Yesterday’s Tribe loss to the Tampa Bay Rays was bad, but Friday night’s was much worse. It’s not just that the Indians failed to rise to the occasion of the 65th Anniversary of Larry Doby having broken the American League’s color barrier (and the related pre-game ceremonies at Progressive Field, including the renaming of Eagle Avenue to Larry Doby Way), an occasion as meaningful as any a ballclub could have to celebrate. It’s also that they played like they were going out of their way to torture Doby’s ghost, and the ghost of anyone who ever did anything good on a baseball field. They played like they were coming off a ten-day meth binge.
It happened in front of a home crowd of 28,734, about as big as home crowds get in Cleveland these days (fireworks night). It happened with one of the Indians’ best starters on the hill, Justin Masterson, against a Tampa club riddled with injuries to its best players, that had hit .209 (73 for 349) and scored 2.9 runs per game in losing 8 of its last 11.
On Friday, batting fifth for the Rays was Luke Scott, who came into the game carrying a .190-something batting average and a team record 41 at bats without a hit. That streak ended with a two-run home run off of Masterson in the fifth inning that extended Tampa’s lead to 6-2. And joining Scott in Tampa’s murderers’ row was LF Desmond Jennings (.651 OPS), 3B Brooks Conrad (.502); C Jose Lobaton (.626), and 2B Will Rhymes (.598). It was as weak a lineup as any big league club could hope to face, and it touched Masterson for eight earned runs, thanks in part to Nick Hagadone entering in the fifth inning to turn the 6-2 deficit into a 10-2 hole by the end of the frame.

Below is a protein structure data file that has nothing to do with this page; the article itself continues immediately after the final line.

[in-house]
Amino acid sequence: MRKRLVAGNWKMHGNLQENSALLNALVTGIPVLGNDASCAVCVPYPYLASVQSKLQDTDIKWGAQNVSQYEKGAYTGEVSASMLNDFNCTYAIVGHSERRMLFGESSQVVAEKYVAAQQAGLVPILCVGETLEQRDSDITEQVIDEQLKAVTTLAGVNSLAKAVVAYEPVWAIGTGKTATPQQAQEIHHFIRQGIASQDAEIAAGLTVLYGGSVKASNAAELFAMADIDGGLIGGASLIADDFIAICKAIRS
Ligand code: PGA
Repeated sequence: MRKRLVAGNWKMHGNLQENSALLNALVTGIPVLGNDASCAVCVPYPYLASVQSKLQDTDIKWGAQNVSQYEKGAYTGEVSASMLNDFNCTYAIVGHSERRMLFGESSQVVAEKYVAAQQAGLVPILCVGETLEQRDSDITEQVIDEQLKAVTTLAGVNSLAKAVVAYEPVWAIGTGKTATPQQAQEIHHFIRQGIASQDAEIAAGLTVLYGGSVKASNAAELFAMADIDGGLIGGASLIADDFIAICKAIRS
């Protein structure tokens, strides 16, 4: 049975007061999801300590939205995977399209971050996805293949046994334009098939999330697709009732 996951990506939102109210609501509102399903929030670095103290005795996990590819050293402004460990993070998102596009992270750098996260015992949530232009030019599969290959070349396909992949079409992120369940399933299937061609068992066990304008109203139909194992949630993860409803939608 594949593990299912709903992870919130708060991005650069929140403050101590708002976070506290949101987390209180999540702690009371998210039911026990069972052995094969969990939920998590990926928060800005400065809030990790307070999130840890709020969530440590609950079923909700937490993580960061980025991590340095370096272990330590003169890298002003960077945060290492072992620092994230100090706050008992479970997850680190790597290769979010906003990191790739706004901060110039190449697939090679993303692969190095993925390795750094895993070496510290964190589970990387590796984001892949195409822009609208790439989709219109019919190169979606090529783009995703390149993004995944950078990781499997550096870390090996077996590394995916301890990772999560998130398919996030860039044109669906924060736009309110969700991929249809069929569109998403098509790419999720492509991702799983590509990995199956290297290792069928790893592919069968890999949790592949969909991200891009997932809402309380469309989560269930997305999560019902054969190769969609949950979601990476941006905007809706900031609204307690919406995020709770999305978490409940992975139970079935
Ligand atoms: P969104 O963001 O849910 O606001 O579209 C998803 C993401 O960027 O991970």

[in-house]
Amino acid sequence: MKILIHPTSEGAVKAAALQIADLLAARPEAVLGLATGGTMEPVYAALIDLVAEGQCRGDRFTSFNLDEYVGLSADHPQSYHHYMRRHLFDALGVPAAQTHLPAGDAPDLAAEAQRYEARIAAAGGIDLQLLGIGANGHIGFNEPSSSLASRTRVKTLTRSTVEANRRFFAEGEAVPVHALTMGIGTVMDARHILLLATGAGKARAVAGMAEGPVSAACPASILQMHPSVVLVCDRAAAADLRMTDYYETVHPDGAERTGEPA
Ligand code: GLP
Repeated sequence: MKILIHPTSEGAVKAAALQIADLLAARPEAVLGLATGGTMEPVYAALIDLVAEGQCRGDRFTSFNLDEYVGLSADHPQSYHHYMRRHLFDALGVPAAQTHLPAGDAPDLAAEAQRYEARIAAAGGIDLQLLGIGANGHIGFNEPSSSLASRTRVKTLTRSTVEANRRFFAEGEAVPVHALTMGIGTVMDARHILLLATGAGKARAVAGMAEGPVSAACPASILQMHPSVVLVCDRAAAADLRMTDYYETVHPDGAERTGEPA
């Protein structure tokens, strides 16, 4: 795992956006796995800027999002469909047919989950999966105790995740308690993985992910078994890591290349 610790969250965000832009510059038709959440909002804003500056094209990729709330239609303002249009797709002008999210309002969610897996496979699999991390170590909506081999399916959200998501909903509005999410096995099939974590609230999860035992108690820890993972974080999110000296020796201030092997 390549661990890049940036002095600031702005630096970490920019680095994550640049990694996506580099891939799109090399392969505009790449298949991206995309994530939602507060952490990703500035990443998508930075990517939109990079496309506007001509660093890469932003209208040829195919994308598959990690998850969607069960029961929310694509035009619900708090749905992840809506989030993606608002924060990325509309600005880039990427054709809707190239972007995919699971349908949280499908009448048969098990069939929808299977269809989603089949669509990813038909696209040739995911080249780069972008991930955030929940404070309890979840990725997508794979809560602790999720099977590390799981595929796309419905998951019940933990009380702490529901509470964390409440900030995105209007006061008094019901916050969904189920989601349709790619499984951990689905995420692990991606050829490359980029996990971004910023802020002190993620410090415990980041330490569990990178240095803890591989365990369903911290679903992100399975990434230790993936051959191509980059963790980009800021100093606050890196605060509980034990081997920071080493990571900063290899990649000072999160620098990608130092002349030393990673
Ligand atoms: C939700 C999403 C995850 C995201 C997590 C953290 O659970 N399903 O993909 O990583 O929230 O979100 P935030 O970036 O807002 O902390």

Interestingly, Friday’s appearance will be Hagadone’s last for the Indians or “any other team for a while,” thanks to what the organization is calling “a self inflicted injury to his pitching hand.” According to wire reports, the Indians “would not reveal details, except to say the injury came after [his] … outing against Tampa Bay on Friday night,” so it’s probably safe to assume that Doby’s ghost went Swayze on Hagadone in the tunnel after the Tribe reliever had gotten the hook.
For their part, Indians batters managed just three runs, all off Tampa starter Alex Cobb who came into the game with a 5-plus ERA. Travis Hafner twice grounded into double plays batting with two runners on base, and the club’s tribute to Doby reached full bloom in the bottom of the fifth when Shin Soo Choo was picked off napping at first base with two outs, a 3-0 count on the batter, and his team down by seven runs. Final score, 10-3 Tampa.
As hard as it is to think that every Major League club will play a game this badly this season, maybe these games do happen to everyone. But to let it happen on a night like Larry Doby Night is as bad as it gets. There couldn’t have been a better excuse for these guys to have taken a deep healthy breath of historical perspective, as well as notice of how lucky they are to make so much money playing baseball in a world that’s so much better than the one that Larry Doby came up in. Instead they took a dump all over all that and anybody who thought they’d get to see something really nice and meaningful at the ballpark on Friday. To think that anybody would have thought that the baseball team that wears Chief Wahoo on its sleeve could possibly ride a healthy breath of historical perspective.
Alright, Go Tribe, Go superstar relief pitchers, Go MLB, Go $100 million-plus salary gaps, What If? What If? What If?
Here’s a good read from Terry Pluto on “Larry Doby’s challenging route to the Cleveland Indians and MLB history.”